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7 Ways to Avoid Inbox Overload 

If you’re a small business owner, you are most likely involved in almost all aspects of your business, which can often result in an overloaded email inbox. In fact, for many business owners, the inbox has gone from being an effective means of communication to a huge source of day-to-day anxiety.

If you get into the office and your first thought is “Oh no, I don’t want to open my inbox!” it’s time to change the unhealthy relationship you have with your email. Here are some strategies that are worth considering.

#1: Manage Communication Expectations

In our world of instant communication, it’s easy to feel obligated to get back to someone right away, but that doesn’t have to be the case with email. Consider that by replying to an email immediately, you are setting a precedent that says you are perpetually available to anyone at any time of day. If you have a systematic approach to your inbox and managing your email (which means prioritizing messages and getting back to them in due course, not all at once) not only will you reaffirm that you’re a busy business owner (which you are!), but you will also manage expectations for communications in the future.

Zappos CEO Tony Hsieh said his inbox “felt like a never-ending treadmill”, so he developed the Yesterbox System, where he primarily focuses on the emails he received the day prior.

#2: Stay Out of Your Inbox

In his book The 4 Hour Work Week Method Timothy Ferriss calls email “the greatest interruption in the modern word”, and promotes an avoidance strategy when it comes to your inbox. Ferriss recommends only checking your email twice per day: once at noon, and again at 4pm. And, interestingly enough, he also advises to never check email first thing in the morning - which is exactly what you do, isn’t it?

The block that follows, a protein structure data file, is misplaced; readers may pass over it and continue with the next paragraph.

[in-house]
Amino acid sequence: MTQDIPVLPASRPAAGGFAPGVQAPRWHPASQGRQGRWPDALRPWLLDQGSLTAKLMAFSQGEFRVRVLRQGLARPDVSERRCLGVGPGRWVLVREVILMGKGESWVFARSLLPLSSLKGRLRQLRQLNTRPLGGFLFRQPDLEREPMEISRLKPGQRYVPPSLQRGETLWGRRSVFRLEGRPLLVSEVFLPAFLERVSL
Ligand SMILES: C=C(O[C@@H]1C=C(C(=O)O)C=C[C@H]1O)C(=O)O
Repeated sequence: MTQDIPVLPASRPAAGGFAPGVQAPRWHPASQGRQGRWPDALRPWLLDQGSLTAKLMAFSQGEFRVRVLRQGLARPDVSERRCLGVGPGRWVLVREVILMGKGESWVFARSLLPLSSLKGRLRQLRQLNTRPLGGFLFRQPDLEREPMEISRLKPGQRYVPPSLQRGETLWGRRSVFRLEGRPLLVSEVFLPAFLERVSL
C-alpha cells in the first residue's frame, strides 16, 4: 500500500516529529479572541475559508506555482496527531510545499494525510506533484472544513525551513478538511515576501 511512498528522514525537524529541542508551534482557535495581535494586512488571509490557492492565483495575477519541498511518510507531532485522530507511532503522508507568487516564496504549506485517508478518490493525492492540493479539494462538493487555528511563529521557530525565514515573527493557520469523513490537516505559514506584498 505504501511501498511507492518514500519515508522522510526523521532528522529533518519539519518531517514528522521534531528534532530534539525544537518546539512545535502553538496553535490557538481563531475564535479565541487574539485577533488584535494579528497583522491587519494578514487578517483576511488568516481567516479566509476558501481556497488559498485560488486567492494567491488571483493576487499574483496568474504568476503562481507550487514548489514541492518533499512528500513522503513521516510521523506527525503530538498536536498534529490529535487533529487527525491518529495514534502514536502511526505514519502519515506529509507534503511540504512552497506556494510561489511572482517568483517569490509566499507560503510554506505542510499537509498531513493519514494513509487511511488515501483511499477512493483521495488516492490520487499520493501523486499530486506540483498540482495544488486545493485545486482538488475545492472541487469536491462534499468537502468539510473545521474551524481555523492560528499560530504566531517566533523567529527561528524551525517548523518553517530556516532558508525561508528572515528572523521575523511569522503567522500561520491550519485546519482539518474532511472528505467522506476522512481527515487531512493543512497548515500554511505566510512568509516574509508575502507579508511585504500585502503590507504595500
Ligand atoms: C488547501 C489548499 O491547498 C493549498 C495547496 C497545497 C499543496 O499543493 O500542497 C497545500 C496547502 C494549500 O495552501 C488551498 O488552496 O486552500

If you’re interested in testing out this strategy, try an auto-response email template to advise people of your process. In this “Out-of-Inbox” notification you can also provide a way of contacting you in the case of an emergency (but who really uses email in the case of a real emergency?)

"Thank you for your email. I only check my email twice a day, so I appreciate your patience in receiving my reply.”

#3: Establish a Healthy E-mail Culture

Is your team using email as an instant messaging tool? If they are, it’s no wonder you’re feeling overwhelmed! Limiting how email is used within your company is a great way to cut down on inbox overload. Studies have shown that productivity tends to go up when your employees are using instant messaging or internal social network programs (like Skype or Google Chat) instead of email for real-time communication. Don’t be afraid to encourage a “less is more” email policy - everyone’s inbox will benefit.

#4: Avoid Open-Ended Questions in Emails

If you are arranging a meeting time, don’t ask open-ended questions in an email that might result in unnecessary back-and-forth. Instead of writing “Let’s meet this week - when are you free?”, try being more proactive so only one response email is required: “Let’s meet this week. I’m available Monday, Tuesday, or Thursday between 2pm and 5pm. Let me know if any of those times work for you, and if so, which one.”

#5: Embrace the FYI

If you are sending someone an email with the intent of informing or sharing something, start your subject line or the first sentence in the email with “FYI” (for your information) and end your email with “NRN” (No Reply Needed). This can really become a saving grace in avoiding multiple replies when you’re sending something to your whole team.

#6: Unsubscribe or Use

If your inbox is full of subscription-based emails or spam, simply search “unsubscribe” within your account to find all the senders to unsubscribe from. You can also create an account with, that rounds up all subscription-type emails for you to either unsubscribe from or decide on the frequency of your Daily Digest.

#7: Stop Sending Emails

The simplest way to reduce the number of received daily emails is to encourage your team not to use email. At your next team meeting, propose a reduction in the use of email, or maybe just send everyone this funny workflow - I’m sure they will get the hint :)

Email Overload

Do you have your own techniques for avoiding inbox overload?  Tweet at me @MethodCRM

Until next time, 


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LaCrews said:

Google filters are your friend.

December 13, 2013 11:43 AM

Lynda Byrne said:

That's very true Mark - maybe I'll go into best practices for those in another post :)  

December 13, 2013 3:44 PM

About Lynda Byrne

Lynda is Method's Loyalty Marketing Manager. Having grown up in an entrepreneurial household, Lynda has a keen interest in the strategies and stories of small businesses. When she isn’t connecting Method users with solution based content, she can be found spending an unhealthy amount of time curating her Pinterest boards.